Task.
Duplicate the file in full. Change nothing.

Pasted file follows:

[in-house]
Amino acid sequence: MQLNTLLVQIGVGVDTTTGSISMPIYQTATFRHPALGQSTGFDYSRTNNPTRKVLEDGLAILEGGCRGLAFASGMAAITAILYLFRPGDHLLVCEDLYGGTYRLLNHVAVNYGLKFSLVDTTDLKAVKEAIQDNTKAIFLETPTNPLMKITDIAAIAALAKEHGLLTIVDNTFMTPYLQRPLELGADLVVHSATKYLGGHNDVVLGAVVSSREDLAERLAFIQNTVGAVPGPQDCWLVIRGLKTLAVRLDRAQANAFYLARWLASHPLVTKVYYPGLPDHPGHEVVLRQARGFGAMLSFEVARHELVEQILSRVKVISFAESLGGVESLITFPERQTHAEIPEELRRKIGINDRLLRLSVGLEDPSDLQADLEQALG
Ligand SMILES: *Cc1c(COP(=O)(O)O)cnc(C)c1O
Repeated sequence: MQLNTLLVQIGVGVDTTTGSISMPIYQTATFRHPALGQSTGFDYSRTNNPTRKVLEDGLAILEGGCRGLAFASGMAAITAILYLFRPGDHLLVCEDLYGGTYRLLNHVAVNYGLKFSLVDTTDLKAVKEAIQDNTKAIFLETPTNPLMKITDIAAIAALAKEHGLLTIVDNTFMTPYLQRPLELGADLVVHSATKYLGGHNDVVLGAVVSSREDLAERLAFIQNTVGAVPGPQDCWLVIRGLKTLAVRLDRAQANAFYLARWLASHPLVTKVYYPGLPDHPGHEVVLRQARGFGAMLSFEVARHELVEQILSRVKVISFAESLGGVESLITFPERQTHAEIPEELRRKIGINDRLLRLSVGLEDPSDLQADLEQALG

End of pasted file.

[in-house]
Amino acid sequence: MQLNTLLVQIGVGVDTTTGSISMPIYQTATFRHPALGQSTGFDYSRTNNPTRKVLEDGLAILEGGCRGLAFASGMAAITAILYLFRPGDHLLVCEDLYGGTYRLLNHVAVNYGLKFSLVDTTDLKAVKEAIQDNTKAIFLETPTNPLMKITDIAAIAALAKEHGLLTIVDNTFMTPYLQRPLELGADLVVHSATKYLGGHNDVVLGAVVSSREDLAERLAFIQNTVGAVPGPQDCWLVIRGLKTLAVRLDRAQANAFYLARWLASHPLVTKVYYPGLPDHPGHEVVLRQARGFGAMLSFEVARHELVEQILSRVKVISFAESLGGVESLITFPERQTHAEIPEELRRKIGINDRLLRLSVGLEDPSDLQADLEQALG
Ligand SMILES: *Cc1c(COP(=O)(O)O)cnc(C)c1O
Repeated sequence: MQLNTLLVQIGVGVDTTTGSISMPIYQTATFRHPALGQSTGFDYSRTNNPTRKVLEDGLAILEGGCRGLAFASGMAAITAILYLFRPGDHLLVCEDLYGGTYRLLNHVAVNYGLKFSLVDTTDLKAVKEAIQDNTKAIFLETPTNPLMKITDIAAIAALAKEHGLLTIVDNTFMTPYLQRPLELGADLVVHSATKYLGGHNDVVLGAVVSSREDLAERLAFIQNTVGAVPGPQDCWLVIRGLKTLAVRLDRAQANAFYLARWLASHPLVTKVYYPGLPDHPGHEVVLRQARGFGAMLSFEVARHELVEQILSRVKVISFAESLGGVESLITFPERQTHAEIPEELRRKIGINDRLLRLSVGLEDPSDLQADLEQALG